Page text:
Since our mother had serious health ailments and her medical expenses were covered by Medicaid and Medicare (the last decade of her life, she was kept alive by three-times-a-week kidney dialysis treatments), that meant calls to federal and state entities.
WHO TOLD US it would be unwise to immediately cut off any accounts related to her. After all, she received medical treatments literally up until the day she died.
There were bound to be some medical bills not yet submitted that would have to be covered. Unless my brother and I were prepared to pay for those treatments (which I seem to recall had a price tag of about $1,000 per each three-hour treatment, plus the unexpected costs).
For several months thereafter, a card would come every month in the mail addressed to my mother – the card that gave her account numbers for Medicaid and Medicare and showed she was covered.
Even though our mother was gone. She remained “alive” in the system for technical purposes.
I HADN’T THOUGHT much about it in recent months. At least not until this week, when I learned of the Illinois auditor general’s office’s review of the Illinois Department of Health and Family Services.
Each state agency and program gets audited every two years. This time, they found that some 8,232 people were still on Medicaid rolls – even though they were deceased.
In some cases, people who were already dead were signed up for benefits through a state managed care program.
The audit found 561 cases of dead people for whom benefits totaling $7 million were paid out.
THE AUDITOR DID its study by comparing the Medicaid rolls as of last June to the list of Public Health death records dating back to 1970.
In one case, they found someone who died in 1989, but received $29,860 in benefits for hospital, lab and dental bills incurred between 2005 and October of last year.
To the state’s benefit, they’re now contacting the entities that were paid the money, and they say some $11 million will be repaid by the end of this year – with about two-thirds of that money already repaid.
Yet the whole thing does make me wonder.
NOW AS FAR as I know, nobody made any money off my dead mother that they weren’t entitled to for the medical care she received during her lifetime.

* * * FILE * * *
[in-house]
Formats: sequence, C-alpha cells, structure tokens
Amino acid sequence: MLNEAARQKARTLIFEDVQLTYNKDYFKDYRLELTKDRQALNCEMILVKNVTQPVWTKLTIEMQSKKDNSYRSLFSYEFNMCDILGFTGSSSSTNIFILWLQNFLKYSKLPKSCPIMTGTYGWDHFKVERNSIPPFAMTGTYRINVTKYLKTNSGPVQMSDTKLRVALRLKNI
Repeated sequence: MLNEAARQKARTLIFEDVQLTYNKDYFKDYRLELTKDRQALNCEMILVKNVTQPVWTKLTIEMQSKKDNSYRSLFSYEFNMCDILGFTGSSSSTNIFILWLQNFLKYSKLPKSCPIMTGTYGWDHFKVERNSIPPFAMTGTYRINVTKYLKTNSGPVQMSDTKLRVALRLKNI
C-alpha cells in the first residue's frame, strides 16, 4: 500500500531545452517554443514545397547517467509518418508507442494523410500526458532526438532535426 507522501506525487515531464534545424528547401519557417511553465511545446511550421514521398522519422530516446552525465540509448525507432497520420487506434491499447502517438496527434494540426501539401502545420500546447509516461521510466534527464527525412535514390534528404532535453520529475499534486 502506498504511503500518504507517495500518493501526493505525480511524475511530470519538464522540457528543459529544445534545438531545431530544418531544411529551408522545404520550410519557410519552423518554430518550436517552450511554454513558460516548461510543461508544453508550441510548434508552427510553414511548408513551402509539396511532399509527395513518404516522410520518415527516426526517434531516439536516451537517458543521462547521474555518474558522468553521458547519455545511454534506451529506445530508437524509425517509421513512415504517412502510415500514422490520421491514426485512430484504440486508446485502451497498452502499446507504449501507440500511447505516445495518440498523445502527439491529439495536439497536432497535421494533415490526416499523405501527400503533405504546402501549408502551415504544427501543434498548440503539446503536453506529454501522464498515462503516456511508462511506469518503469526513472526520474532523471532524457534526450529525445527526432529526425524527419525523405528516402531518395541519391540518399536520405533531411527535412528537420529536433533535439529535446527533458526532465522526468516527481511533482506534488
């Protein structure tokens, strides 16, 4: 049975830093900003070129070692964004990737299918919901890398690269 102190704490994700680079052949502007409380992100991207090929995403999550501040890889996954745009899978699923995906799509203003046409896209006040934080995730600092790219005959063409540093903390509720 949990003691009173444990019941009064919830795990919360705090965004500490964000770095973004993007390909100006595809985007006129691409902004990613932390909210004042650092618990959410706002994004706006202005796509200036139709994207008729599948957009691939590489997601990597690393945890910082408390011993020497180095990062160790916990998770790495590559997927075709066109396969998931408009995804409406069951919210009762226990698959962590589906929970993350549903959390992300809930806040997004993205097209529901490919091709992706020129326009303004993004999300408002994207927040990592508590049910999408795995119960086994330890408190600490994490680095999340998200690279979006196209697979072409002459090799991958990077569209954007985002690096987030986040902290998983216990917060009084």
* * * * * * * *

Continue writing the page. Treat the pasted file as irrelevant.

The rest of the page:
Although the whole process and how it could linger on for so long gives me reason for concern. To this day, there are bits of mail that come addressed to my mother, including the one that showed up Friday from the Globe Life and Accident Insurance Co. that offers her a chance to buy a $50,000 life insurance policy for as little as $2.17 a month.
Most of them are like that; junk mail solicitations that I suspect she would have laughed at before throwing away, if she were still here with us.
But even by scam standards, trying to make some money off the rolls of the dead is just a bit too garish to contemplate.
IT WAS HARD enough to have to watch my mother at the end, particularly when her eyesight got worse, she had problems walking (my brother and I still have the walker she used occasionally).
The idea that I’d have to relive those memories of her physical deterioration because someone might still be getting a few bucks off of it is just too much to bear.
And even if it turns out (as I suspect) that my mother isn’t among the people whose records got searched by the auditor general’s office, it must come as a blow to those people whose loved ones are on the “list,” so to speak.
We ought to just let them Rest In Peace, even on future Election Days when some might try to rely on their ballots for political victory.